returned the Star Trek universe to television, toy sales skyrocketed.
In 1983, Funimation released “He-Man and the Masters of the
Universe” after Reagan deregulated children’s programming. The show was designed
to sell He-Man action figures. Once it made it on the air and He-Man sales
sky-rocketed every toy company got involved in Saturday Morning Cartoons: “Transformers,”
“Go-Bots,” “M.A.S.K.,” “Jem and the Holograms,” and “G.I. Joe” to name a few.
Whether the show or the action figures came first is of little consequence,
what mattered was that some of the cartoons were pulled from the air not
because of the cartoons’ popularity, but because the toys lacked sales.
Disney’s synergistic approach to marketing means the media giant isn’t looking just at the movies. It’s also looking at what it can make from tie-ins. Dumbo’s new movie release, regardless of how it’s received, sells more stuffed Dumbos. Marvel’s movies sell more superhero action figures, Lego sets, and whatever else they put their characters on. These things all bring in more money. Disney princesses outsell Barbie now are a multi-billion-dollar market segment. Their inclusion in “Ralph Breaks the Internet” keeps them fresh, updates them for this generation and keeps the product moving. The Disney company not only needs to create movie sequels and remakes because they are smaller financial risks, but also because they sell more toys, products and Disney park experiences.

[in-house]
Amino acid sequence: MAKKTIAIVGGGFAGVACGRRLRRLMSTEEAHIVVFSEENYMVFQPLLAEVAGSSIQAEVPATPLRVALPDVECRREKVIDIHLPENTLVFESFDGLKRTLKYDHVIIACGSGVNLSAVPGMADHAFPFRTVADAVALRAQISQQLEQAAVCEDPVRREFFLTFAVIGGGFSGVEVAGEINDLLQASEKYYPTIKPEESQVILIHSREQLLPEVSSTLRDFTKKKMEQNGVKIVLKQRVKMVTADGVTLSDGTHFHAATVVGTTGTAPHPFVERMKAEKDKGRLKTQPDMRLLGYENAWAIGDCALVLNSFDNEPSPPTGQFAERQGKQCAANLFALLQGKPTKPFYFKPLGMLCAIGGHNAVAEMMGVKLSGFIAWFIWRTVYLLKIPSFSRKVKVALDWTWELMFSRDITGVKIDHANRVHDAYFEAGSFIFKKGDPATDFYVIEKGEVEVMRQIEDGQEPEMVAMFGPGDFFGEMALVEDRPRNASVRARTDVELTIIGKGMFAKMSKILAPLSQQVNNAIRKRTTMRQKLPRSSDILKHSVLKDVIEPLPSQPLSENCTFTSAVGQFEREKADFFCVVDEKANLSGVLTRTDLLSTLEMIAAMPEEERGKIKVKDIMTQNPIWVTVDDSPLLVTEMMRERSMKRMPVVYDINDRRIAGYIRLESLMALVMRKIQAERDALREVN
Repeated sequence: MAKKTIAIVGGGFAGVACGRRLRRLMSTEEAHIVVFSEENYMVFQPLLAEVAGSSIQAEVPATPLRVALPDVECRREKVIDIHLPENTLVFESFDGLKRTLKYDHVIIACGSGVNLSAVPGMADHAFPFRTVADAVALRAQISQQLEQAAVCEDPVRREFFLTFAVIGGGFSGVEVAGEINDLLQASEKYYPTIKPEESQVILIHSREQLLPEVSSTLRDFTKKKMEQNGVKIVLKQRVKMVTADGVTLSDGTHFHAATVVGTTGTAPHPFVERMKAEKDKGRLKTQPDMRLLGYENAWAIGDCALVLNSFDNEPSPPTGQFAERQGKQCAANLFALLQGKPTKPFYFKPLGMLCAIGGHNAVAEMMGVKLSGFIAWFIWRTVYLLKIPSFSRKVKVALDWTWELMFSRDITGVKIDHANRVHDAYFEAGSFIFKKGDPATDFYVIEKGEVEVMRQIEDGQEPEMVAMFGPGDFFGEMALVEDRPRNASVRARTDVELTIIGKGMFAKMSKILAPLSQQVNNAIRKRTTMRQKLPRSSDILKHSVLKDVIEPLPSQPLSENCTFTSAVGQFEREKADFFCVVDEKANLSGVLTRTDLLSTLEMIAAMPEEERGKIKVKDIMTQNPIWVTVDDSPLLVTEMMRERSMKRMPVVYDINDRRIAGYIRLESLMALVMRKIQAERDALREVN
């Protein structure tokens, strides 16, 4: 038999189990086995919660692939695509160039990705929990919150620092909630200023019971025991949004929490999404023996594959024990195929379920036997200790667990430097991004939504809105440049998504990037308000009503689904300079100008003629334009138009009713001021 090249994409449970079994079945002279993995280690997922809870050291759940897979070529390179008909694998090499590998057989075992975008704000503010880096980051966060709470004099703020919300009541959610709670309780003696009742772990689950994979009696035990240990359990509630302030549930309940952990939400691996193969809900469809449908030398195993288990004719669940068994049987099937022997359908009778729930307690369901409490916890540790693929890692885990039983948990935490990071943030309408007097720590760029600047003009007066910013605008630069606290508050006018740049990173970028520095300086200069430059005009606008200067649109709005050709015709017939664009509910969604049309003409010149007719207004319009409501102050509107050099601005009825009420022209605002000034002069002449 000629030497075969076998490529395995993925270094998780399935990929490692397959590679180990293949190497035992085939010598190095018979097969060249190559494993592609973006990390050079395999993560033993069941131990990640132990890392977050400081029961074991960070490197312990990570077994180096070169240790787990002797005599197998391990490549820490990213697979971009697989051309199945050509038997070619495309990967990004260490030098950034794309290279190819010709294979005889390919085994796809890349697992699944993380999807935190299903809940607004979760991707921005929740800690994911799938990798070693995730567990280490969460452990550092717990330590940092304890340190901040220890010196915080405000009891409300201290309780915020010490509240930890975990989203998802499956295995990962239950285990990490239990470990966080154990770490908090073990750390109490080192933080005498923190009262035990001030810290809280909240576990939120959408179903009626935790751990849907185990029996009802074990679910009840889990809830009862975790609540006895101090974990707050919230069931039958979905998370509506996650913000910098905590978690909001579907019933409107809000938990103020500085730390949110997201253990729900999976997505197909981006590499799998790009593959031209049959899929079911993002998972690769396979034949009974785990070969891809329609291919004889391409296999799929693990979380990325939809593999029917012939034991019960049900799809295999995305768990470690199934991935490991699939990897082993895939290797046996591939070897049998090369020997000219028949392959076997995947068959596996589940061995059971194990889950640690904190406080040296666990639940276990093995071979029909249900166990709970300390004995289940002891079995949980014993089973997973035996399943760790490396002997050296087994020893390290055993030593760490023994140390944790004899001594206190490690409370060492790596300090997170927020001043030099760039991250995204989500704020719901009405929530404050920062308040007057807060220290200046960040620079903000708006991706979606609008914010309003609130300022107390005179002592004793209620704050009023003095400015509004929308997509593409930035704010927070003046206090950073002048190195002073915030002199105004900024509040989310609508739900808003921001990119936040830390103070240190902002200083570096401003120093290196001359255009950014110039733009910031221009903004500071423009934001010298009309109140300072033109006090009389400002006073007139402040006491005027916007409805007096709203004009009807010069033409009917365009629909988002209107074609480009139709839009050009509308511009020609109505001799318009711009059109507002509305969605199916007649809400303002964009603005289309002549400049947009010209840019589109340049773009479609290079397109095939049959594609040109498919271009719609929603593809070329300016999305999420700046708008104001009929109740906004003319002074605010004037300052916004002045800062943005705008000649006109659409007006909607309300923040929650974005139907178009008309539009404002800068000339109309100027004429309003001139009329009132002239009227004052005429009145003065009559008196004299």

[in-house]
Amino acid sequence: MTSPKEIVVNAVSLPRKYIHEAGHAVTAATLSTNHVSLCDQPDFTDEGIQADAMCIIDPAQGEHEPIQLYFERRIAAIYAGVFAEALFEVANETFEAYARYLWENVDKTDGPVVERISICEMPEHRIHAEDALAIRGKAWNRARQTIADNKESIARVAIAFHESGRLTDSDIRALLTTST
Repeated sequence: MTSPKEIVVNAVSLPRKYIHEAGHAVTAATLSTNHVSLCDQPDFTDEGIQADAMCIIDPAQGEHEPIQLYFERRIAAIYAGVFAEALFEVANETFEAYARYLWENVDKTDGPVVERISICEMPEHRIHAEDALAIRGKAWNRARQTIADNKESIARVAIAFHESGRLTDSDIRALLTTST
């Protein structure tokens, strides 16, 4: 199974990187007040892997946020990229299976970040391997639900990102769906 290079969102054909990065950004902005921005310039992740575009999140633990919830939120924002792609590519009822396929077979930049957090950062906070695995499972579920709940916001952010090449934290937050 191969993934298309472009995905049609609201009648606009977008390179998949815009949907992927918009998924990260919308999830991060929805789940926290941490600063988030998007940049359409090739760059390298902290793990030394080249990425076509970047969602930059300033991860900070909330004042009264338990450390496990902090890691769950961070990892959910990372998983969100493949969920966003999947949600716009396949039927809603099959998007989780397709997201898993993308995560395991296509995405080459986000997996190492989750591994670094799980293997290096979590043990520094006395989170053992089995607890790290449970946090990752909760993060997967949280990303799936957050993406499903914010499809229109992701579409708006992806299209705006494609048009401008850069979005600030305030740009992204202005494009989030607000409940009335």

What’s It All Mean?
There’s no incentive for Disney to green-light smaller film projects, even if they become the next “A Quiet Place.” The movie industry can only stand so many new films before there aren’t enough movie-goers to see them all. Worse, people say they want new stories, but they only think they want new stories. Audiences still flock to their favorite characters and movie franchises because its an acceptable risk. To spend $10 to $15 on a movie that you may not like or know nothing about doesn’t make much sense when you know that Marvel (or DC or Pixar) has a release right around the corner.
Moreover, Disney can make more money from product friendly
franchises that it can tie into its theme parks than it ever could from a movie
that has to stand on its own two legs. This all becomes more problematic with
Disney’s recent acquisition of 20th Century Fox, and it’s looming control
of 40 to 50 percent of the box office. The studios will have to schedule movies